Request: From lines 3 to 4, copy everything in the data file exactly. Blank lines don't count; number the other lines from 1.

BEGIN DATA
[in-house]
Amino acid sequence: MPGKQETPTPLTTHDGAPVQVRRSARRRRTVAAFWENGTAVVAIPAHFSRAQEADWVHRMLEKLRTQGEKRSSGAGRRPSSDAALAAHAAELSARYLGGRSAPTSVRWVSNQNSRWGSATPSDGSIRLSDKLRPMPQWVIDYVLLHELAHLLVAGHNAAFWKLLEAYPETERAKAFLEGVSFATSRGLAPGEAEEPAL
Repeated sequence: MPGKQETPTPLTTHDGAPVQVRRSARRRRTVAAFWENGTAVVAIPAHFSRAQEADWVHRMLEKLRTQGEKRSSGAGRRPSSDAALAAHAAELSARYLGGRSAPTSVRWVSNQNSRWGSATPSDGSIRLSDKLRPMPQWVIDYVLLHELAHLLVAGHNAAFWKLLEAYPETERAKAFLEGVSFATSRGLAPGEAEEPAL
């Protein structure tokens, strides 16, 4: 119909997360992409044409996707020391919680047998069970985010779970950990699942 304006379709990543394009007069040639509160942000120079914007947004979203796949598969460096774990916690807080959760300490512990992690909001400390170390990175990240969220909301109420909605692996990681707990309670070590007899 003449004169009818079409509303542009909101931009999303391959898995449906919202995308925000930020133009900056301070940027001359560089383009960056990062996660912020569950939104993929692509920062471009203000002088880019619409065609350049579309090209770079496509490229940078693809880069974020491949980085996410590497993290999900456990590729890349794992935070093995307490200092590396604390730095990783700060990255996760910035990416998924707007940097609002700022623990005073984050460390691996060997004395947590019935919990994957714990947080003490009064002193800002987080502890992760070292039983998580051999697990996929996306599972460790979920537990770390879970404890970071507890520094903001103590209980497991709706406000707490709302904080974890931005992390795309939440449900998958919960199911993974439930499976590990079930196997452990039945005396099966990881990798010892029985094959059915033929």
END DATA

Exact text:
Repeated sequence: MPGKQETPTPLTTHDGAPVQVRRSARRRRTVAAFWENGTAVVAIPAHFSRAQEADWVHRMLEKLRTQGEKRSSGAGRRPSSDAALAAHAAELSARYLGGRSAPTSVRWVSNQNSRWGSATPSDGSIRLSDKLRPMPQWVIDYVLLHELAHLLVAGHNAAFWKLLEAYPETERAKAFLEGVSFATSRGLAPGEAEEPAL
């Protein structure tokens, strides 16, 4: 119909997360992409044409996707020391919680047998069970985010779970950990699942 304006379709990543394009007069040639509160942000120079914007947004979203796949598969460096774990916690807080959760300490512990992690909001400390170390990175990240969220909301109420909605692996990681707990309670070590007899 003449004169009818079409509303542009909101931009999303391959898995449906919202995308925000930020133009900056301070940027001359560089383009960056990062996660912020569950939104993929692509920062471009203000002088880019619409065609350049579309090209770079496509490229940078693809880069974020491949980085996410590497993290999900456990590729890349794992935070093995307490200092590396604390730095990783700060990255996760910035990416998924707007940097609002700022623990005073984050460390691996060997004395947590019935919990994957714990947080003490009064002193800002987080502890992760070292039983998580051999697990996929996306599972460790979920537990770390879970404890970071507890520094903001103590209980497991709706406000707490709302904080974890931005992390795309939440449900998958919960199911993974439930499976590990079930196997452990039945005396099966990881990798010892029985094959059915033929």